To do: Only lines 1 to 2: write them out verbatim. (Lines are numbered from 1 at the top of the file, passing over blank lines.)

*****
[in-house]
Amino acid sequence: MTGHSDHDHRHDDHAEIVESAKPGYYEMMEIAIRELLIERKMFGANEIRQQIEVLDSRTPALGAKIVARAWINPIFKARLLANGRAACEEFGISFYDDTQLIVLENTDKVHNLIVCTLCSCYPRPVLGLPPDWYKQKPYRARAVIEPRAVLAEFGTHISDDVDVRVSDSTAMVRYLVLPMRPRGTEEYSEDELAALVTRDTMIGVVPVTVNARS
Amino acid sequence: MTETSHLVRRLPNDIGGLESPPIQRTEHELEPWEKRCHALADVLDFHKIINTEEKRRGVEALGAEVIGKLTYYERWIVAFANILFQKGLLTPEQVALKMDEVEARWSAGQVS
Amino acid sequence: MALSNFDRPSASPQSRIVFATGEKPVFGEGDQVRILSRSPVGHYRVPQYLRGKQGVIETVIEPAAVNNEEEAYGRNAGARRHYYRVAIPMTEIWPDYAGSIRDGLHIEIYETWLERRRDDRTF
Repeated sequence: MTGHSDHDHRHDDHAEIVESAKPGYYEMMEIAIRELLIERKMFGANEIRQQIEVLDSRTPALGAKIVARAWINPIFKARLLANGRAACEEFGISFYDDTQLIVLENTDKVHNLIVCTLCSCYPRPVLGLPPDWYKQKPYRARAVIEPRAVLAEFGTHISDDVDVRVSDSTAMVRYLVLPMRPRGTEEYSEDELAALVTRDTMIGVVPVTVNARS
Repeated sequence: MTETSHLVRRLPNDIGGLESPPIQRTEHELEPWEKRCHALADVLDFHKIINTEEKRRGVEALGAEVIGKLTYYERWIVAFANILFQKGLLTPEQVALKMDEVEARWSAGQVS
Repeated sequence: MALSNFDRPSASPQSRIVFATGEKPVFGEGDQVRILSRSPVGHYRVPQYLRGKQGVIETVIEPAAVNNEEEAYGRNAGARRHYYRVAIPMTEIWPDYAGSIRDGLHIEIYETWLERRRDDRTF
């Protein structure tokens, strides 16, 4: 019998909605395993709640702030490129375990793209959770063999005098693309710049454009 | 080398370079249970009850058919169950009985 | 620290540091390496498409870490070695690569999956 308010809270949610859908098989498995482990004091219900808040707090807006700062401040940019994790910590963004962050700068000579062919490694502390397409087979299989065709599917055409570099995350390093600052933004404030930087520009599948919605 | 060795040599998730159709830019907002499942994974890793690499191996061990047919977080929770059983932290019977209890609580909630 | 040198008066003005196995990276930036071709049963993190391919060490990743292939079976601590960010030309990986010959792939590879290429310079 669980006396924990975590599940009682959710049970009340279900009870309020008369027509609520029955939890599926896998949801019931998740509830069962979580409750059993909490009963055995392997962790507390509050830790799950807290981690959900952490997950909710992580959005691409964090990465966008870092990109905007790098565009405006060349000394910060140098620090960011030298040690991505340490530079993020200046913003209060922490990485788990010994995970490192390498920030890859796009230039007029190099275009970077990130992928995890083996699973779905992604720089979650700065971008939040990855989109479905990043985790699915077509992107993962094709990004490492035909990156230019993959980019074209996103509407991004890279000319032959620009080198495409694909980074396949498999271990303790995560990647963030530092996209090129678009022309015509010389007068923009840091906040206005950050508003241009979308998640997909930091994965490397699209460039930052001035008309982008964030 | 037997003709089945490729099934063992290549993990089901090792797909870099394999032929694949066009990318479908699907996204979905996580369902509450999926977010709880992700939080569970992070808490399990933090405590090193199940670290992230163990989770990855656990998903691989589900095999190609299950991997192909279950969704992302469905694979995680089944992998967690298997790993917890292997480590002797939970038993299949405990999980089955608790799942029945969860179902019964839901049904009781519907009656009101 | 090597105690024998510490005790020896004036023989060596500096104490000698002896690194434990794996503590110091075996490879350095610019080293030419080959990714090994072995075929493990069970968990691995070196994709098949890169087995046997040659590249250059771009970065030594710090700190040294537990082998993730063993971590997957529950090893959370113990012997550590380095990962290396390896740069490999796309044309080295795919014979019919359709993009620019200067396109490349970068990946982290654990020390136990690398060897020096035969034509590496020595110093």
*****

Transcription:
[in-house]
Amino acid sequence: MTGHSDHDHRHDDHAEIVESAKPGYYEMMEIAIRELLIERKMFGANEIRQQIEVLDSRTPALGAKIVARAWINPIFKARLLANGRAACEEFGISFYDDTQLIVLENTDKVHNLIVCTLCSCYPRPVLGLPPDWYKQKPYRARAVIEPRAVLAEFGTHISDDVDVRVSDSTAMVRYLVLPMRPRGTEEYSEDELAALVTRDTMIGVVPVTVNARS